3. Both good points, Nephila. I see bitterness a little differently. I hear you taking ownership of the term. I mean maybe something that is “off-page” in its definition. I feel pissed that I feel pissed. I feel pissed that I am majorly more cynical. I feel pissed that I hate so much of my life. I am pissed that somehow I gave them the power to hurt me. Still. I am not particularly articulate about this (or much!) That is how I see my bitterness.

    I guess I get angry that I am still here when I get down. I feel kinda “weak” (even though I am aware of the strength in staying) for still being here. Like it’s okay to disrespect me, abuse me and infect me. It feels like I don’t respect myself enough in those low moments. I know I deserve so much more than this. He ruined our love story. And for what? And so it goes. Around and around. Emergency brake needed!

  4. I’m bitter. I own it. Do I let the bitterness infiltrate every aspect of my life? No. But when it comes to the EA, the OW and PA Mans lack of understanding and help, yes, I am bitter.
    But maybe that’s not a bad thing? Maybe that helps protect me….??

  5. The blog “Everyone has a Story” painted the picture very well of a bitter woman. The betrayed spouse on this blog left her husband and moved into a rooming house. The owner of the house was the stereotypical bitter woman. The owner’s husband also had an affair. In their case, he left and married the other woman. That was many years ago. The owner has never moved away from the pain and anger and bitterness. It colors everything she says and does, the way she views the world and the way she interacts with it. It was so bad that all the roomers got together and found another house and all moved out together. The owner’s own children did not want to be around her.

    I know other people who have become this kind of angry, bitter people. My aunt was one of them. Her husband left her for another woman, too. She was a nut case after that, and never enjoyed life again, not for the rest of her life, which lasted 45 years after her divorce. I grew up with my mom always using her as an example of how NOT to think and act. No one wanted to be around my aunt for very long, just like the owner in the above story. Hers was a sad life.

    You are not like these people, Paula. I don’t think I am like these people now, but I worry about my future sometimes. As a betrayed spouse it would be easy to stray down this path. Like you said, bitterness at some level is next to impossible to avoid. I struggle with it sometimes… once in a while, it is so much so that I cannot look at my husband without wanting to verbally lash out and tear him to pieces with verbal abuse like you cannot believe. And there are times when I am standing at the beach on a gorgeous day when everything is perfect, but my mood remains angry and dark. At these times, it would be easy to sink into letting this become my life forever. Indeed, it was my life for a long while after discovering Daniel’s affair.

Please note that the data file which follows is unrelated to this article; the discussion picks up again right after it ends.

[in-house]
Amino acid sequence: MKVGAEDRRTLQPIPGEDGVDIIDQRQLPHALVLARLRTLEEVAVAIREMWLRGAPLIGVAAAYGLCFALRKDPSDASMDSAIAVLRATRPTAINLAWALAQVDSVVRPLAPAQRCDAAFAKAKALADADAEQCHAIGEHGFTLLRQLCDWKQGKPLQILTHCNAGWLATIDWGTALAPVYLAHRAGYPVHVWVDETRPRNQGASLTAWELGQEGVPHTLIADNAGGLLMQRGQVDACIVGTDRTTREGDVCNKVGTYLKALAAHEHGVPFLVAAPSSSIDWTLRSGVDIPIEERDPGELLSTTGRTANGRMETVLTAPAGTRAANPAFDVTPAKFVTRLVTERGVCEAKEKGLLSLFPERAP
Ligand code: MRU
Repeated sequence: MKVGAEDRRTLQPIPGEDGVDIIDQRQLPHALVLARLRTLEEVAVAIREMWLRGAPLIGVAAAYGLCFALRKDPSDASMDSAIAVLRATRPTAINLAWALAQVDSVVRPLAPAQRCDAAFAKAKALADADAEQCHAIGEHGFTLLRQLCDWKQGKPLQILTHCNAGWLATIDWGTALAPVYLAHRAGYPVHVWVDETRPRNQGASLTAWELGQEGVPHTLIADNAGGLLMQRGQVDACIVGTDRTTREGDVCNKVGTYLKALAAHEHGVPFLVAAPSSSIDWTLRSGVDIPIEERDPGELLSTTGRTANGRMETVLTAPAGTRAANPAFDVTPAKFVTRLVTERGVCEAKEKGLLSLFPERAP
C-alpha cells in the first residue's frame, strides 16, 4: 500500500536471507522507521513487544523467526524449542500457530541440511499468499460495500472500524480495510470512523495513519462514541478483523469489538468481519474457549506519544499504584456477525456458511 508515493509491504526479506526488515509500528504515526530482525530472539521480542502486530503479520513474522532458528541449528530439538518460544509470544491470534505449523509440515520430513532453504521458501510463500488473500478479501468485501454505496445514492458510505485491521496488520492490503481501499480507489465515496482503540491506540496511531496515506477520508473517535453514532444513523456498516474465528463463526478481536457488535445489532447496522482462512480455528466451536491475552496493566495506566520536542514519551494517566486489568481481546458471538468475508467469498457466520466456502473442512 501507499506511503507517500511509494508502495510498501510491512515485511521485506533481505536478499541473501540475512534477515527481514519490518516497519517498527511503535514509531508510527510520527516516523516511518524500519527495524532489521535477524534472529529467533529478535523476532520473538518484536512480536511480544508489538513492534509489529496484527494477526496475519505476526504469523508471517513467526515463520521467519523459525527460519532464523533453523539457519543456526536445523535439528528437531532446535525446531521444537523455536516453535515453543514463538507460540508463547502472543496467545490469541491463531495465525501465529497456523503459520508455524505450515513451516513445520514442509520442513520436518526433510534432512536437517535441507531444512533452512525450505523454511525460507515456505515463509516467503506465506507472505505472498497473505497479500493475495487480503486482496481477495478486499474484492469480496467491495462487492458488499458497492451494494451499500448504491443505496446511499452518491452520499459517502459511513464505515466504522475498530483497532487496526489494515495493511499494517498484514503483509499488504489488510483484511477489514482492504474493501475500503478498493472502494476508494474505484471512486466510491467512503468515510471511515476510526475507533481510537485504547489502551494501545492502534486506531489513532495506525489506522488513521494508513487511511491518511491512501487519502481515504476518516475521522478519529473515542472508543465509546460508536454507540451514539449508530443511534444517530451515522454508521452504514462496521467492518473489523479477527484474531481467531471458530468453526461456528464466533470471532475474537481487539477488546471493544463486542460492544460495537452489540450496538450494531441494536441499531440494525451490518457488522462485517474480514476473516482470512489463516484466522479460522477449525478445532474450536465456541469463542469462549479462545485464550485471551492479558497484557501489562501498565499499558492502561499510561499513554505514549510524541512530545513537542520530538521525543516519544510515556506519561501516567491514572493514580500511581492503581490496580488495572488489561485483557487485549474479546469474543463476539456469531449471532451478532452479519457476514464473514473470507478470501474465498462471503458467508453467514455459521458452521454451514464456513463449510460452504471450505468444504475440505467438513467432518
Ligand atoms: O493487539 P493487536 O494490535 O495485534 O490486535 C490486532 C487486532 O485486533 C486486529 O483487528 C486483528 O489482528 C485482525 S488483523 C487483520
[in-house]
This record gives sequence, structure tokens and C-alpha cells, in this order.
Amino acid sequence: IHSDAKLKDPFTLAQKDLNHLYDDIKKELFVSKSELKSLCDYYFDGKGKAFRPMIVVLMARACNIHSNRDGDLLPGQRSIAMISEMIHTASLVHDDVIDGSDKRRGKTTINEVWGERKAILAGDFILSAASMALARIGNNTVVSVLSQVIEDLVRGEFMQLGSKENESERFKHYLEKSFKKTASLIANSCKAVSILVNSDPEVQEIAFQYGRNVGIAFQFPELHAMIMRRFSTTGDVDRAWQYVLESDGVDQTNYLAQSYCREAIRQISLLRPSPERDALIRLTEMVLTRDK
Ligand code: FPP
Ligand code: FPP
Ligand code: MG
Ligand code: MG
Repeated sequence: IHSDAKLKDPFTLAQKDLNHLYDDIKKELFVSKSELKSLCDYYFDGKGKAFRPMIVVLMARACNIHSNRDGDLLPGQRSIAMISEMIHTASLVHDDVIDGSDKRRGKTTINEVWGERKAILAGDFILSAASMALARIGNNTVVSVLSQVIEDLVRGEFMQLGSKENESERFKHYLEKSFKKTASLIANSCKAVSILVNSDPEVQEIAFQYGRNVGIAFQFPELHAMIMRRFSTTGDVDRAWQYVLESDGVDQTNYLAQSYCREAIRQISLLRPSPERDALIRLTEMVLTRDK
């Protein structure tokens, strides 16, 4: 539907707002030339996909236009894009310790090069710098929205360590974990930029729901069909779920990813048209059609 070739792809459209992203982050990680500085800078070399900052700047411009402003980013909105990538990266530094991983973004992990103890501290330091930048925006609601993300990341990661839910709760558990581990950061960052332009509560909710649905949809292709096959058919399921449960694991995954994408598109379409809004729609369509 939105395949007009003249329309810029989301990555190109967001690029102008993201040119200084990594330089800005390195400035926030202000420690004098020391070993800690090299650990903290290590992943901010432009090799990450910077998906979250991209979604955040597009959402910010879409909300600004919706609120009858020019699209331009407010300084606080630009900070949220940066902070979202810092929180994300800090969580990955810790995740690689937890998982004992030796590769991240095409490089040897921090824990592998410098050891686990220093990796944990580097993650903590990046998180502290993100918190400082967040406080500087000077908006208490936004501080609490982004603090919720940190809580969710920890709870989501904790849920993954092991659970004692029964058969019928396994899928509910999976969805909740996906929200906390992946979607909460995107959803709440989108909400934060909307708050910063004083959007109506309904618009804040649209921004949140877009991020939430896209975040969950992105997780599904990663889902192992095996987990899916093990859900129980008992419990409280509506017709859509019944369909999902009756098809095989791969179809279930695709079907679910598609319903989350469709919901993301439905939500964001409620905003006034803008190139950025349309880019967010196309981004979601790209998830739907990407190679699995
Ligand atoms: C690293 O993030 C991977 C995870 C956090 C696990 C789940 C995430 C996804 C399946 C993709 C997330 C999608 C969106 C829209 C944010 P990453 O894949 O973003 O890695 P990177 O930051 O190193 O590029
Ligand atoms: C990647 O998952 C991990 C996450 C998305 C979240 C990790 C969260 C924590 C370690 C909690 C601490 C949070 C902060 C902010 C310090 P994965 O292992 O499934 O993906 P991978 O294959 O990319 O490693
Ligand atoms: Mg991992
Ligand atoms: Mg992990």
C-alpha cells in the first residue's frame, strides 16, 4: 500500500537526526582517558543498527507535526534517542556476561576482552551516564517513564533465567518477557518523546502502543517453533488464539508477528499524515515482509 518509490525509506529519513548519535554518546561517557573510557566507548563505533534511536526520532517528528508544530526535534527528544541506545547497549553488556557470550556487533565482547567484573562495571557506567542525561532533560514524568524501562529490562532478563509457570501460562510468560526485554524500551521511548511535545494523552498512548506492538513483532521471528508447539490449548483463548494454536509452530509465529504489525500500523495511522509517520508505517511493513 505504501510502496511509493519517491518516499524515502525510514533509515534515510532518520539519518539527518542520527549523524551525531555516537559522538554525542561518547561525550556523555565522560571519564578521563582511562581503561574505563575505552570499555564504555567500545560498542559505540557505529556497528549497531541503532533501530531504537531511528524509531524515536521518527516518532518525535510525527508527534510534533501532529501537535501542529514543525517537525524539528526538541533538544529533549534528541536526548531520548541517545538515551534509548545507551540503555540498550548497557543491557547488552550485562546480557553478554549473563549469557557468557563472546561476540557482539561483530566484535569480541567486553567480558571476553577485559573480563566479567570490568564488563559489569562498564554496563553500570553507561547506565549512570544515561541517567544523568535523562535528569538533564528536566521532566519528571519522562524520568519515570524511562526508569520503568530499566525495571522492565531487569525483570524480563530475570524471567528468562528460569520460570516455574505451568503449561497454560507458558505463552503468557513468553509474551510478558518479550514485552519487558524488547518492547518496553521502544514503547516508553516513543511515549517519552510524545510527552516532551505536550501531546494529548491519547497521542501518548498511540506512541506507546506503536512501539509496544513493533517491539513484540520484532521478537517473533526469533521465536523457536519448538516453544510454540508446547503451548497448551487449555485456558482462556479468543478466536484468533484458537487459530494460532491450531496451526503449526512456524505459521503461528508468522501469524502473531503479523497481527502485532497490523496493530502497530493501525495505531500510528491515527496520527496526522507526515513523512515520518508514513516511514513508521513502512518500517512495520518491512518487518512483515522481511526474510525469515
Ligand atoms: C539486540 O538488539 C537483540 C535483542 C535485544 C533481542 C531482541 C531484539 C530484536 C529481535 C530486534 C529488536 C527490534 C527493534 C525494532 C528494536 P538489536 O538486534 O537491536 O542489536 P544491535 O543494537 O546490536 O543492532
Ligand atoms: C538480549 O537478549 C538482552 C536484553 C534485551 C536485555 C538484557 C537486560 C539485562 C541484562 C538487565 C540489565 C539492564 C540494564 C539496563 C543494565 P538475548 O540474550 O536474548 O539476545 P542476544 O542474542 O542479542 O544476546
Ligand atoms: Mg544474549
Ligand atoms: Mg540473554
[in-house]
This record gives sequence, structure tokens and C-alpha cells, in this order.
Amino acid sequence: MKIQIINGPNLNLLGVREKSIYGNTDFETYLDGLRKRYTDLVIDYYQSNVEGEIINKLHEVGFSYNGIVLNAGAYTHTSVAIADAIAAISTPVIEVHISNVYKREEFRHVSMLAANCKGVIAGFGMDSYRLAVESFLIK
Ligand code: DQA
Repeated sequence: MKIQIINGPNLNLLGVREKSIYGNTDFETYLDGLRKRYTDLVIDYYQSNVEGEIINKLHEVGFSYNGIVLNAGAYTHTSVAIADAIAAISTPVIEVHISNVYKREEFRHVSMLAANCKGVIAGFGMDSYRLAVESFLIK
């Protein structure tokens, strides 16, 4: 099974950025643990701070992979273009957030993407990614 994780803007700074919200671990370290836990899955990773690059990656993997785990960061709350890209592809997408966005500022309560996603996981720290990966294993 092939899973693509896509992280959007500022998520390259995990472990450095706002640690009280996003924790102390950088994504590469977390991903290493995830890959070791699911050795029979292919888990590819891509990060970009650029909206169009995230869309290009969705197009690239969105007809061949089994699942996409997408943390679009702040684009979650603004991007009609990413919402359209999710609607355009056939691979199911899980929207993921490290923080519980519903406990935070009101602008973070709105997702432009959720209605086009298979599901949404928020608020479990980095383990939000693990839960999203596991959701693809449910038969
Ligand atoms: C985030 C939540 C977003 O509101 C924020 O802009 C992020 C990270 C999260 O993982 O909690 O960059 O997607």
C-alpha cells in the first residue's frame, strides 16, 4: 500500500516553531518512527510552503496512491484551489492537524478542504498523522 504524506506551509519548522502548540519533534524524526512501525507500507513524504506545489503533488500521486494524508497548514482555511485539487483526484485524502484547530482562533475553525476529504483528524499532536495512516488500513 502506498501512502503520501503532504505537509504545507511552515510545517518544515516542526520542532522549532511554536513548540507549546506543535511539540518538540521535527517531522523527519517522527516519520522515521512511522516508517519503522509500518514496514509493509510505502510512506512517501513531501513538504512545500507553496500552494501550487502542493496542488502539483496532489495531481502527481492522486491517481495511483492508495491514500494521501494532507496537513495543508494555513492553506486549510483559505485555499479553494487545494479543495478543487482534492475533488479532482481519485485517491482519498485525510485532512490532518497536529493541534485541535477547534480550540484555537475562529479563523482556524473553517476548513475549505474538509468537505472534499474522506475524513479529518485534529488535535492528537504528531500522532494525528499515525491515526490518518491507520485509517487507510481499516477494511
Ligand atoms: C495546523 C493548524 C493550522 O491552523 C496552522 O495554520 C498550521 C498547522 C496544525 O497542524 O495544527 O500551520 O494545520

I aim to be aware and avoid delusions that will lead me to making bitterness the core of my being. Never, never, no, not ever. I am going to enjoy life. No one, not even Daniel, is worth losing my happiness for.

    • Well said, DJ. I just resent the mindfulness it takes to “just be.” I relate entirely. I also am determined, and have been since D-day, to get on with MY life, to build MY life, as building one with him just left me too vulnerable for me to be able to cope with the world on any level.

  6. IDK. But it seems to me that justifiably bitter people need our love and compassion, not condemnation. As betrayed spouses we shouldn’t worry if others perceive us as bitter or even what bitter is, rather shouldn’t we understand? As a betrayed I get it, the total devastation, the lack of support and understanding. I say to bitter betrayeds, ” I know your pain, grief and fury and I won’t leave you alone with that. I’m here with you. Rage away….”

    • Thanks Moddie. Very true. Unfortunately, although I am inherently a very loyal and compassionate person, I probably didn’t FULLY get the devastation. Until it was me. I knew it was bad. I knew it doesn’t go away. But I didn’t appreciate the scale, I guess. I think that seems to be true for most of us, which is why the blogosphere is packed with us all talking, and supporting one another ;-x